Sugar from Comesa held by tax agency at Mombasa port

Thursday February 04 2021
Comesa sugar.

Sugar from the Comesa region is offloaded at the port of Mombasa. The Kenya Revenue Authority is demanding full payment of duty and fees from a number of importers. PHOTO | FILE | NMG


Sugar imported under Comesa is being held at the port of Mombasa after Kenya Revenue Authority (KRA) demanded full payment of taxes before goods are released.

The move has left importers in a bind as it comes before the Comesa importation deadline of February 2021 expires.

The importers said they had been cleared by all relevant departments, and the Agriculture and Food Authority (AFA) confirmed that they were within the quota.

"Before we imported sugar, we met all the requirements, including obtaining sugar from qualified Comesa member states or EAC member countries. We even produced a letter issued by the factory producing the sugar to confirm that the sugar under inquiry was produced by themselves," said one of the importers.

He added, "All the consignments were accompanied by valid Comesa Certificates of Origin."

Rules of origin are required to reconcile the imports against the allocated quota and ensure that it is not overdrawn.


Full payment of duties and fees

According to documents seen by The EastAfrican, KRA is demanding full payment of duty and fees from a number of importers who had already brought in the sugar under the framework.

"You are required to pay full taxes as Comesa quota is exhausted, and kindly seek Comesa rates for approval," states communication sent by KRA.

The business community is now raising queries about the demand considering that any importation of sugar under Comesa is cleared by AFA after reconciliation of imports against the allocated quota and ensure that it is not overdrawn.

According to a December 24, 2020 circular, Customs and border control commissioner Pamela Ahago notified KRA deputy commissioners and staff that they should tell accredited importers to take advantage of the Comesa window to import more sugar.

Ms Ahago said a review of the adopted 41st Comesa Council Report dated November 26, 2020 showed that the Quota Safeguards covers the period March 1, 2020 to February 28, 2021 and indicated that just 192,527 tonnes of the allocated quota of 250,000 tonnes of sugar imports from March 2020 to October 2020 had been made.

KRA also banned 10 companies with a total volume of 10,000 tonnes in various container freight stations in Mombasa from importing any more sugar under Comesa.

The companies are Big Two Commodities, Commodix, Fixate Commodities, Niate Commodities, Ifox Commodities, Pacematt Commodities, Option Two Ltd, Niang Commodities Ltd, Pillarmat Ltd and Pricematt.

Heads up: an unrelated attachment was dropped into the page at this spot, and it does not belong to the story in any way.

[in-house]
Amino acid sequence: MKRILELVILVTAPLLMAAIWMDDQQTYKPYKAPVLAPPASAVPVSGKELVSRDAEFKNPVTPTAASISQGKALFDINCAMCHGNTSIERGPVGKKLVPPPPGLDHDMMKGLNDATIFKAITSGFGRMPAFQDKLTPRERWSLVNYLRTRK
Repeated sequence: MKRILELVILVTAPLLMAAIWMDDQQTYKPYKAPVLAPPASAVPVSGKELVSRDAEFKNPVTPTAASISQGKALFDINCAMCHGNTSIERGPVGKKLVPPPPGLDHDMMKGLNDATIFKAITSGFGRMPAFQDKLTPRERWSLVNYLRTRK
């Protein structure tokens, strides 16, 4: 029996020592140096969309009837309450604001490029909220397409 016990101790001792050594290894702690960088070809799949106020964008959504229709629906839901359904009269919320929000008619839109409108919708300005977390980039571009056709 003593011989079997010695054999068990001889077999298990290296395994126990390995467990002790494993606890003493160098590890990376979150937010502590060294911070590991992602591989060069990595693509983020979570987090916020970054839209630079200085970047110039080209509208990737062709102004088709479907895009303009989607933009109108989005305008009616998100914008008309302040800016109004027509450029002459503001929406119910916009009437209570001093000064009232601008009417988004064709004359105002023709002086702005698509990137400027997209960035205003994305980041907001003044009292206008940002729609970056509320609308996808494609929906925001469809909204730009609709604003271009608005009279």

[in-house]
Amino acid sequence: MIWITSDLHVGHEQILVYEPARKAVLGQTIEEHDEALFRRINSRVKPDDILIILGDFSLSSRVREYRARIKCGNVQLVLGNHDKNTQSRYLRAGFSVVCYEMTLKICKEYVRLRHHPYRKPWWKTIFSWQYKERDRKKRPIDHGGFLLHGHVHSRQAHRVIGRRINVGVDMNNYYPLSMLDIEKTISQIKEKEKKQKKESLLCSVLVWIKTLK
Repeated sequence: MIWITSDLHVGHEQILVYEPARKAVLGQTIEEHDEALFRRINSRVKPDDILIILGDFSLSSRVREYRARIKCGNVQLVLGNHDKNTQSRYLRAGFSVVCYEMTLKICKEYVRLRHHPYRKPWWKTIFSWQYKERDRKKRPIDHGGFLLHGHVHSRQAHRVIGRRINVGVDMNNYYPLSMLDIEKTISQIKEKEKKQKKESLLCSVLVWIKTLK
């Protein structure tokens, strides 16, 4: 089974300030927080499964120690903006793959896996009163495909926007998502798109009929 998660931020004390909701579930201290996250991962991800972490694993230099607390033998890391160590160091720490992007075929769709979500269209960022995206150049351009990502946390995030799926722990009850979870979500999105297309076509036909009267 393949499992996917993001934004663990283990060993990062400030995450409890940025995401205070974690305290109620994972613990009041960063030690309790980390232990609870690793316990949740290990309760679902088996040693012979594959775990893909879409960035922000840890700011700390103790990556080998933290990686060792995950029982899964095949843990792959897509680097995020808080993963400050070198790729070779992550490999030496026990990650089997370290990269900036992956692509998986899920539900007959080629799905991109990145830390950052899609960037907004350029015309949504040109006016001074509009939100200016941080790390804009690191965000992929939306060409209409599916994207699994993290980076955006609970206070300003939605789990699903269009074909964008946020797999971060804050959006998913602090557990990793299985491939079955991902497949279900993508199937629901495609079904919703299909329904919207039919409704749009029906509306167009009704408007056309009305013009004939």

In November last year, Comesa Council of Ministers granted Kenya a two-year extension of the sugar safeguard, from March 2021 to February 2023. In its 41st meeting conducted virtually on November 26, 2020, the Council urged Kenya to share the modalities used in calculating the projected sugar deficit with other member states by November 30, 2020.

Kenya had made a presentation of the sugar safeguard implementation progress through the Comesa technical committees and requested for a two-year extension after the current one lapses in February 2021.

In its decision, the Council urged Kenya to give priority to Comesa originating sugar noting that the region produces enough to meet the deficit. The country will be allowed flexibility on the sugar safeguard allocated quota implementation during importation from Comesa member states.

Kenya informed the meeting that all its factories are currently on production hence it expects an increase in available sugar for domestic consumption.

Other conditions given to Kenya were to provide a detailed roadmap on how to enhance the sugar sector competitiveness during the extended safeguard period, ensure the import permit issuance process is transparent, fast and efficient; and provide the projected deficit in January of each year based on production and consumption data from ISO.

The council urged Kenya to disaggregate the World Customs Organisation Harmonised System (HS Codes) for refined white sugar and mill white/brown sugar. The safeguard should only be applicable to mill white/brown sugar.

The council directed that any unavoidable full or partial suspension of Comesa quotas or of the East African Community import tariff for sugar, or interruption of preferential access established under this agreement, be preceded by prior consultation with affected parties. This should be done through the Kenya Safeguard Sub-Committee and includes a reasonable notice period of at least three months.